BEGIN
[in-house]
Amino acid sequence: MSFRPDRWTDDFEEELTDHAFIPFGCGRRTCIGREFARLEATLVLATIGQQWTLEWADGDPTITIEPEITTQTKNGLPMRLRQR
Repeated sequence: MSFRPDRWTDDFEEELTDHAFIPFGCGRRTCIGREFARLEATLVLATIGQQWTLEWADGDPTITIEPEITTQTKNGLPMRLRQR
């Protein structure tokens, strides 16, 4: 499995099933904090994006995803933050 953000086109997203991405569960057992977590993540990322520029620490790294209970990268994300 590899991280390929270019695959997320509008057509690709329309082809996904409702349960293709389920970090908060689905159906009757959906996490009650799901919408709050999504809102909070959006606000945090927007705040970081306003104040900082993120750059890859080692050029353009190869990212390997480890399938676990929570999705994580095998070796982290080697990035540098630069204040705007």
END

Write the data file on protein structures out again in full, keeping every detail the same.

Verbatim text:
[in-house]
Amino acid sequence: MSFRPDRWTDDFEEELTDHAFIPFGCGRRTCIGREFARLEATLVLATIGQQWTLEWADGDPTITIEPEITTQTKNGLPMRLRQR
Repeated sequence: MSFRPDRWTDDFEEELTDHAFIPFGCGRRTCIGREFARLEATLVLATIGQQWTLEWADGDPTITIEPEITTQTKNGLPMRLRQR
């Protein structure tokens, strides 16, 4: 499995099933904090994006995803933050 953000086109997203991405569960057992977590993540990322520029620490790294209970990268994300 590899991280390929270019695959997320509008057509690709329309082809996904409702349960293709389920970090908060689905159906009757959906996490009650799901919408709050999504809102909070959006606000945090927007705040970081306003104040900082993120750059890859080692050029353009190869990212390997480890399938676990929570999705994580095998070796982290080697990035540098630069204040705007």